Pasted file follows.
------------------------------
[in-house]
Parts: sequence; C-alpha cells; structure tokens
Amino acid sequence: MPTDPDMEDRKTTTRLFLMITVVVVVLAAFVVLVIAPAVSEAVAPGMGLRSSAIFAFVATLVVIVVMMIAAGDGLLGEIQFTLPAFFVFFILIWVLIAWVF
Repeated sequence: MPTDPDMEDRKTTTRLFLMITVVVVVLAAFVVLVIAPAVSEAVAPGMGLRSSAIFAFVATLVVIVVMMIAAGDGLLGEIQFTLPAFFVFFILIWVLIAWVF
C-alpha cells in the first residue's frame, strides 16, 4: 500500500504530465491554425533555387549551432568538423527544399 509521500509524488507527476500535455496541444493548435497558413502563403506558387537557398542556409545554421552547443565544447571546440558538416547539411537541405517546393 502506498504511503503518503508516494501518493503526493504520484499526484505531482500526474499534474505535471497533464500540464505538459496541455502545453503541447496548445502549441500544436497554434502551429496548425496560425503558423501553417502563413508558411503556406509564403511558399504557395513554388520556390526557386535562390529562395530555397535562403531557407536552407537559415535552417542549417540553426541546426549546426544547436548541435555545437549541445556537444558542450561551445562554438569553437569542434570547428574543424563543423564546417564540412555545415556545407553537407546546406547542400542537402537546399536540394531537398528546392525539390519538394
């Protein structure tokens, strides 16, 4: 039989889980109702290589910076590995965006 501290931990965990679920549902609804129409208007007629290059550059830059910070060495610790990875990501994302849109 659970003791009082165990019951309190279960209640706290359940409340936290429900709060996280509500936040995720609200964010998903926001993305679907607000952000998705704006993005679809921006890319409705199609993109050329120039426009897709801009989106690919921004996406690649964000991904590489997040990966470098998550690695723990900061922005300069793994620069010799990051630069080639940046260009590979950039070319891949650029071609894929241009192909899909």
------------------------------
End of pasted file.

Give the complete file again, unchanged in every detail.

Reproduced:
[in-house]
Parts: sequence; C-alpha cells; structure tokens
Amino acid sequence: MPTDPDMEDRKTTTRLFLMITVVVVVLAAFVVLVIAPAVSEAVAPGMGLRSSAIFAFVATLVVIVVMMIAAGDGLLGEIQFTLPAFFVFFILIWVLIAWVF
Repeated sequence: MPTDPDMEDRKTTTRLFLMITVVVVVLAAFVVLVIAPAVSEAVAPGMGLRSSAIFAFVATLVVIVVMMIAAGDGLLGEIQFTLPAFFVFFILIWVLIAWVF
C-alpha cells in the first residue's frame, strides 16, 4: 500500500504530465491554425533555387549551432568538423527544399 509521500509524488507527476500535455496541444493548435497558413502563403506558387537557398542556409545554421552547443565544447571546440558538416547539411537541405517546393 502506498504511503503518503508516494501518493503526493504520484499526484505531482500526474499534474505535471497533464500540464505538459496541455502545453503541447496548445502549441500544436497554434502551429496548425496560425503558423501553417502563413508558411503556406509564403511558399504557395513554388520556390526557386535562390529562395530555397535562403531557407536552407537559415535552417542549417540553426541546426549546426544547436548541435555545437549541445556537444558542450561551445562554438569553437569542434570547428574543424563543423564546417564540412555545415556545407553537407546546406547542400542537402537546399536540394531537398528546392525539390519538394
């Protein structure tokens, strides 16, 4: 039989889980109702290589910076590995965006 501290931990965990679920549902609804129409208007007629290059550059830059910070060495610790990875990501994302849109 659970003791009082165990019951309190279960209640706290359940409340936290429900709060996280509500936040995720609200964010998903926001993305679907607000952000998705704006993005679809921006890319409705199609993109050329120039426009897709801009989106690919921004996406690649964000991904590489997040990966470098998550690695723990900061922005300069793994620069010799990051630069080639940046260009590979950039070319891949650029071609894929241009192909899909």